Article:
On August 16, 2012, a grand jury returned a two-count indictment charging Rodríguez and Santini with aiding and abetting the attempted possession of narcotics with the intent to distribute in violation of 21 U.S.C. § 841(a)(1) (Count Two), and aiding and abetting the possession of a firearm in furtherance of a drug trafficking crime in violation of 18 U.S.C. § 924(c) (Count Three). On October 17, 2012, a superseding indictment was filed adding the charge of felon in possession of a firearm in violation of 18 U.S.C. § 922(g)(1) against Rodríguez (Count One). He pled guilty to that charge.
On December 20, 2012, after a three-day trial, a jury found Rodríguez and Santini guilty of Counts Two and Three. On April 19, 2013, the district court sentenced Rodríguez to sixteen months imprisonment for Counts One and Two, and seventy-two months as to Count Three, to be served consecutively for a total of eighty-eight months. The district court sentenced Santini to ten months as to Count Two, and sixty months as to Count Three, to be served consecutively for a total of seventy months.3
On appeal, Rodríguez challenges the sufficiency of the evidence to support the convictions for attempted possession of drugs with the intent to distribute and the possession of a firearm in furtherance of a drug-trafficking offense. Santini only challenges the sufficiency of the evidence to support his conviction for possession of a firearm in furtherance of drug trafficking.
Challenges to the sufficiency of the evidence are reviewed de novo. Beltran, 503 F.3d at 2. The inquiry into the sufficiency of the evidence focuses on whether a rational jury could have found that the government proved each element of the crime beyond a reasonable doubt. United States v. Appolon, 715 F.3d 362, 367 (1st Cir.2013). We evaluate the evidence in the light most favorable to the prosecution and draw all reasonable evidentiary and credibility inferences in favor of the verdict. United States v. García–Carrasquillo, 483 F.3d 124, 129–30 (1st Cir.2007). Accordingly, “[d]efendants challenging convictions for insufficiency of evidence face an uphill battle on appeal.” United States v. Pagán–Ferrer, 736 F.3d 573, 590 (1st Cir.2013) (quoting United States v. Lipscomb, 539 F.3d 32, 40 (1st Cir.2008)).
Nevertheless, we must “reject those evidentiary interpretations and illations that are unreasonable, insupportable, or overly speculative.” United States v. Spinney, 65 F.3d 231, 234 (1st Cir.1995). Where the evidence presented does not support the inference that a defendant had knowledge of the crime, we have consistently found the evidence insufficient. See United States v. Pérez–Meléndez, 599 F.3d 31, 42 (1st Cir.2010) (holding that “circumstantial evidence was not sufficient to convict because it did not adequately support the inference that appellants either actually knew about or were willfully blind to the controlled substances they were transporting”).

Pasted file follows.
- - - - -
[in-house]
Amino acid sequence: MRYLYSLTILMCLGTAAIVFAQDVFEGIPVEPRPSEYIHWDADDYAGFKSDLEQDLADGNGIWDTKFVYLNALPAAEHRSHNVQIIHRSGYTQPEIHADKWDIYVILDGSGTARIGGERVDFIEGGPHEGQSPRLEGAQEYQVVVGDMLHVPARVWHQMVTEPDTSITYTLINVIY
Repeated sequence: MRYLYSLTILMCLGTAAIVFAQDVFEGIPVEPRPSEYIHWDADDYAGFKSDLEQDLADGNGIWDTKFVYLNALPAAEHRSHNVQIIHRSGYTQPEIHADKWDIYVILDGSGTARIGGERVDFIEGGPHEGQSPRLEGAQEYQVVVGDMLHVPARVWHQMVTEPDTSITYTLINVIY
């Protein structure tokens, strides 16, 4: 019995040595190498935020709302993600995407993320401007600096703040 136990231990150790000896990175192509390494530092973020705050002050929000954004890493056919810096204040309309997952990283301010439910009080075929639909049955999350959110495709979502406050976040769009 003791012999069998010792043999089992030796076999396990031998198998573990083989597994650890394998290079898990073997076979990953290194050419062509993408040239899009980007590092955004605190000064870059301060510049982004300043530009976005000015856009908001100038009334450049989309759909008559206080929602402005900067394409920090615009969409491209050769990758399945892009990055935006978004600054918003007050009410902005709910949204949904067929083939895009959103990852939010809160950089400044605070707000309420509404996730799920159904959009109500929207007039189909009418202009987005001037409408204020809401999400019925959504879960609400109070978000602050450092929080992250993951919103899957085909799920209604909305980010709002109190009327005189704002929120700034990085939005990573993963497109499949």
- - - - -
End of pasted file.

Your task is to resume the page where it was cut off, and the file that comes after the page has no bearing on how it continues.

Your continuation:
A. Rodríguez (Aiding and Abetting an Attempt to Possess Narcotics with Intent to Distribute)
The Supreme Court recently clarified that aiding and abetting liability requires the government to show that the defendant had “advance knowledge” of the elements of the offense. Rosemond v. United States, –––U.S. ––––, ––––, 134 S.Ct. 1240, 1249, 188 L.Ed.2d 248 (2014). Advance knowledge “means knowledge at a time the accomplice can do something with it—most notably, opt to walk away.” Id. at 1249–50. Rodríguez contends that a reasonable jury could not have found him guilty of aiding and abetting an attempt to possess narcotics with the intent to distribute because there was insufficient evidence that he had knowledge of Santini's possession of narcotics.4
As noted, the evidence showed that Rodríguez and Santini, who are brothers-in-law, were driving together when they were pulled over by the police for a suspected traffic code violation. Once they were pulled over, Rodríguez, seated in the passenger seat, got out of the car, said “Thank you” to Santini and, after walking to the corner of the block, made a call on his cell phone. His hands were shaking. Suspicious that Rodríguez's shaking hands evinced a consciousness of guilt, Morales asked Rodríguez to put his hands on the wall, and Abreu proceeded to lift Rodríguez's shirt and then “bent down to put something on the ground.” Morales then observed a fully loaded, .45 caliber Glock Model 21 pistol with an extended magazine of twenty-four bullets on the ground.
A search of Santini revealed that he was carrying 10.2 grams of a white powdery substance, a 13.1 gram bag of marijuana, ten small, clear, plastic bags, and $1,029 in cash. The government argues that Santini and Rodríguez's family relationship, their joint travel, and Rodríguez's visible nervousness when the car was pulled over, provide enough circumstantial evidence to establish that Rodríguez was aware of the drugs in Santini's pocket. We disagree.